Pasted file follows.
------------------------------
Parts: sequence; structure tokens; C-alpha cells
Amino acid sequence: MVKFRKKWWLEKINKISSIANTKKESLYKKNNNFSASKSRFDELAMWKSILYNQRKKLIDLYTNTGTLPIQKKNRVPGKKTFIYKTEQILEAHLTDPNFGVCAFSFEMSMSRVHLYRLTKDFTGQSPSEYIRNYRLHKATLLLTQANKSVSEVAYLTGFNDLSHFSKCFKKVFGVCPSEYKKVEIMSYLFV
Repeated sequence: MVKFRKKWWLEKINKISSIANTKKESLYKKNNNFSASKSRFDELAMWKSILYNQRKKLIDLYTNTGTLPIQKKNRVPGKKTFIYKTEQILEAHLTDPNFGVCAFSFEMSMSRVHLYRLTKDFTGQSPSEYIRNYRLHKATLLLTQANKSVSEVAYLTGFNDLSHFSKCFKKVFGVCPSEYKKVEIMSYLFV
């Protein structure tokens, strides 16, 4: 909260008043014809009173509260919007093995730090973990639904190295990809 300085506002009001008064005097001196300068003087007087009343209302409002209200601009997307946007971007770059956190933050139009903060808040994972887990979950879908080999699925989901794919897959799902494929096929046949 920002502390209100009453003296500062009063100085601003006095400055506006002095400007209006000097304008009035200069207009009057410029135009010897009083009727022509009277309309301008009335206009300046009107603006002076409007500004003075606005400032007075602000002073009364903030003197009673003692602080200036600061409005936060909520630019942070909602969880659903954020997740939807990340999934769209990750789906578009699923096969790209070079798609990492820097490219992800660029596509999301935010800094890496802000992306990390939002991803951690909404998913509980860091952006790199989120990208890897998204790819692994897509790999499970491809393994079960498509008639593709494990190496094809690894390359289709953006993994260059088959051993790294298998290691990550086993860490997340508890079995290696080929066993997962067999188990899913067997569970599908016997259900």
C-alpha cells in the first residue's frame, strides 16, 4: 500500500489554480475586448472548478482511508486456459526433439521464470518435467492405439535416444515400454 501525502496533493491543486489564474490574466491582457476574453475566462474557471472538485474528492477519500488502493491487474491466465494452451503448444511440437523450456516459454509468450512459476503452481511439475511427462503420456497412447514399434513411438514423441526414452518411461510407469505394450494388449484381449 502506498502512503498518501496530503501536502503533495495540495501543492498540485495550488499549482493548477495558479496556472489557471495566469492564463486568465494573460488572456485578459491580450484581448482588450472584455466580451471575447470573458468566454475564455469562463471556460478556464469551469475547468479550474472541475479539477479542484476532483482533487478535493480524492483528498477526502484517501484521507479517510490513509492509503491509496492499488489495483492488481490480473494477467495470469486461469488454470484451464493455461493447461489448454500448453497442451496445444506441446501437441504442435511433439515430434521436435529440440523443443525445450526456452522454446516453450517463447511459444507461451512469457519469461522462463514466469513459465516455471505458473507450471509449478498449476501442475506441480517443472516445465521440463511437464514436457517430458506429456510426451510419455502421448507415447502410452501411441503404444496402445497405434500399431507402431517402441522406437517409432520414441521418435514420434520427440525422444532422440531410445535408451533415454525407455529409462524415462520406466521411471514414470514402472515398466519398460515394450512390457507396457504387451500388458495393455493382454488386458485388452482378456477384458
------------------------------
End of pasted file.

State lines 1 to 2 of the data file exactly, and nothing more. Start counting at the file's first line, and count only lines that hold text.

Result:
Parts: sequence; structure tokens; C-alpha cells
Amino acid sequence: MVKFRKKWWLEKINKISSIANTKKESLYKKNNNFSASKSRFDELAMWKSILYNQRKKLIDLYTNTGTLPIQKKNRVPGKKTFIYKTEQILEAHLTDPNFGVCAFSFEMSMSRVHLYRLTKDFTGQSPSEYIRNYRLHKATLLLTQANKSVSEVAYLTGFNDLSHFSKCFKKVFGVCPSEYKKVEIMSYLFV